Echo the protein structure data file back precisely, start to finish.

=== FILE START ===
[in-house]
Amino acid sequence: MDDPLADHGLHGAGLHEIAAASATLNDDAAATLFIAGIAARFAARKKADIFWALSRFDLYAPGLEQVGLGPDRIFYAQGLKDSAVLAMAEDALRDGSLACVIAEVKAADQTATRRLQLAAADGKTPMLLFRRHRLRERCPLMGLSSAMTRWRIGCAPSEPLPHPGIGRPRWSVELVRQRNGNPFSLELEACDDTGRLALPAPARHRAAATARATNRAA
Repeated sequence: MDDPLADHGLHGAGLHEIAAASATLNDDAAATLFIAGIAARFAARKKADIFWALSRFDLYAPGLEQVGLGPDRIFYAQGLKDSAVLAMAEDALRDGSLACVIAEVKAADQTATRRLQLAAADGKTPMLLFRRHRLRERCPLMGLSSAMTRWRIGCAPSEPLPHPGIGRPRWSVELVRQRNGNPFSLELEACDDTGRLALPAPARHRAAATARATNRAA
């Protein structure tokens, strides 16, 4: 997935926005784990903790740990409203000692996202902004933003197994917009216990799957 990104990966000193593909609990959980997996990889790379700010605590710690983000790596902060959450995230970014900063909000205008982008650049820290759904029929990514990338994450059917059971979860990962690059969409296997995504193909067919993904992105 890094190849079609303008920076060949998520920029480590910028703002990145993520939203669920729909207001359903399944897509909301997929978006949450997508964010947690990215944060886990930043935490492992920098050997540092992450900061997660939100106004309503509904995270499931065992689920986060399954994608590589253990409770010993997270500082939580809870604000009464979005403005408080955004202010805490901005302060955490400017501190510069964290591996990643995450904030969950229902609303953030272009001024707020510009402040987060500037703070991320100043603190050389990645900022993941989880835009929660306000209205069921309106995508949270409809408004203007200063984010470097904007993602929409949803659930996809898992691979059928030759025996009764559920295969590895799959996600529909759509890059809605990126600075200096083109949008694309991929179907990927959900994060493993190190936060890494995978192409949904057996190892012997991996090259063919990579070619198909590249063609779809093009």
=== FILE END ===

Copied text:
[in-house]
Amino acid sequence: MDDPLADHGLHGAGLHEIAAASATLNDDAAATLFIAGIAARFAARKKADIFWALSRFDLYAPGLEQVGLGPDRIFYAQGLKDSAVLAMAEDALRDGSLACVIAEVKAADQTATRRLQLAAADGKTPMLLFRRHRLRERCPLMGLSSAMTRWRIGCAPSEPLPHPGIGRPRWSVELVRQRNGNPFSLELEACDDTGRLALPAPARHRAAATARATNRAA
Repeated sequence: MDDPLADHGLHGAGLHEIAAASATLNDDAAATLFIAGIAARFAARKKADIFWALSRFDLYAPGLEQVGLGPDRIFYAQGLKDSAVLAMAEDALRDGSLACVIAEVKAADQTATRRLQLAAADGKTPMLLFRRHRLRERCPLMGLSSAMTRWRIGCAPSEPLPHPGIGRPRWSVELVRQRNGNPFSLELEACDDTGRLALPAPARHRAAATARATNRAA
């Protein structure tokens, strides 16, 4: 997935926005784990903790740990409203000692996202902004933003197994917009216990799957 990104990966000193593909609990959980997996990889790379700010605590710690983000790596902060959450995230970014900063909000205008982008650049820290759904029929990514990338994450059917059971979860990962690059969409296997995504193909067919993904992105 890094190849079609303008920076060949998520920029480590910028703002990145993520939203669920729909207001359903399944897509909301997929978006949450997508964010947690990215944060886990930043935490492992920098050997540092992450900061997660939100106004309503509904995270499931065992689920986060399954994608590589253990409770010993997270500082939580809870604000009464979005403005408080955004202010805490901005302060955490400017501190510069964290591996990643995450904030969950229902609303953030272009001024707020510009402040987060500037703070991320100043603190050389990645900022993941989880835009929660306000209205069921309106995508949270409809408004203007200063984010470097904007993602929409949803659930996809898992691979059928030759025996009764559920295969590895799959996600529909759509890059809605990126600075200096083109949008694309991929179907990927959900994060493993190190936060890494995978192409949904057996190892012997991996090259063919990579070619198909590249063609779809093009």